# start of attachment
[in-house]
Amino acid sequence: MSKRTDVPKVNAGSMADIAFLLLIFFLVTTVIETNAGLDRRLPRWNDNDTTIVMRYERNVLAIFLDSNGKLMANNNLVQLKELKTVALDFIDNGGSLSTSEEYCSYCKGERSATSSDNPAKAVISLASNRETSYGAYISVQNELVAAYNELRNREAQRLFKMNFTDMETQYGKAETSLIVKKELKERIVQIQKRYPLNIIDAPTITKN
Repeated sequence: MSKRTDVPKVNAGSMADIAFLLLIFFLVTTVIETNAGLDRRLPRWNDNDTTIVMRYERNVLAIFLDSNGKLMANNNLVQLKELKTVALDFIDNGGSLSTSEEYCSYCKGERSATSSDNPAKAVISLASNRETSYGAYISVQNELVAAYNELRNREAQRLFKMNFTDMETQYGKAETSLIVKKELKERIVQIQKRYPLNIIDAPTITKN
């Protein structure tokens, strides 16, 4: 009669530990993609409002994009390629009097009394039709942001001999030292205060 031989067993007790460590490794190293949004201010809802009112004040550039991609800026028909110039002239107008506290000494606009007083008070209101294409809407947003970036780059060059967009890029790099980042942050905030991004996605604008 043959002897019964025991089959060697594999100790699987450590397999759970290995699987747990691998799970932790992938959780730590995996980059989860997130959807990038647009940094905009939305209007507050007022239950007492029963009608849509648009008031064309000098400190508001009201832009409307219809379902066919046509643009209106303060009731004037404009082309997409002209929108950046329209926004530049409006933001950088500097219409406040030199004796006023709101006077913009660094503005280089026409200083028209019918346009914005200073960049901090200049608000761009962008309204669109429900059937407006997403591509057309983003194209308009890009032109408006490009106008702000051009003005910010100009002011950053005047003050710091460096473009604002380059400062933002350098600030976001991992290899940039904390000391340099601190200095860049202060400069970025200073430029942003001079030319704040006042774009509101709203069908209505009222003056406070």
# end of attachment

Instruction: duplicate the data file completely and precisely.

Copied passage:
[in-house]
Amino acid sequence: MSKRTDVPKVNAGSMADIAFLLLIFFLVTTVIETNAGLDRRLPRWNDNDTTIVMRYERNVLAIFLDSNGKLMANNNLVQLKELKTVALDFIDNGGSLSTSEEYCSYCKGERSATSSDNPAKAVISLASNRETSYGAYISVQNELVAAYNELRNREAQRLFKMNFTDMETQYGKAETSLIVKKELKERIVQIQKRYPLNIIDAPTITKN
Repeated sequence: MSKRTDVPKVNAGSMADIAFLLLIFFLVTTVIETNAGLDRRLPRWNDNDTTIVMRYERNVLAIFLDSNGKLMANNNLVQLKELKTVALDFIDNGGSLSTSEEYCSYCKGERSATSSDNPAKAVISLASNRETSYGAYISVQNELVAAYNELRNREAQRLFKMNFTDMETQYGKAETSLIVKKELKERIVQIQKRYPLNIIDAPTITKN
């Protein structure tokens, strides 16, 4: 009669530990993609409002994009390629009097009394039709942001001999030292205060 031989067993007790460590490794190293949004201010809802009112004040550039991609800026028909110039002239107008506290000494606009007083008070209101294409809407947003970036780059060059967009890029790099980042942050905030991004996605604008 043959002897019964025991089959060697594999100790699987450590397999759970290995699987747990691998799970932790992938959780730590995996980059989860997130959807990038647009940094905009939305209007507050007022239950007492029963009608849509648009008031064309000098400190508001009201832009409307219809379902066919046509643009209106303060009731004037404009082309997409002209929108950046329209926004530049409006933001950088500097219409406040030199004796006023709101006077913009660094503005280089026409200083028209019918346009914005200073960049901090200049608000761009962008309204669109429900059937407006997403591509057309983003194209308009890009032109408006490009106008702000051009003005910010100009002011950053005047003050710091460096473009604002380059400062933002350098600030976001991992290899940039904390000391340099601190200095860049202060400069970025200073430029942003001079030319704040006042774009509101709203069908209505009222003056406070």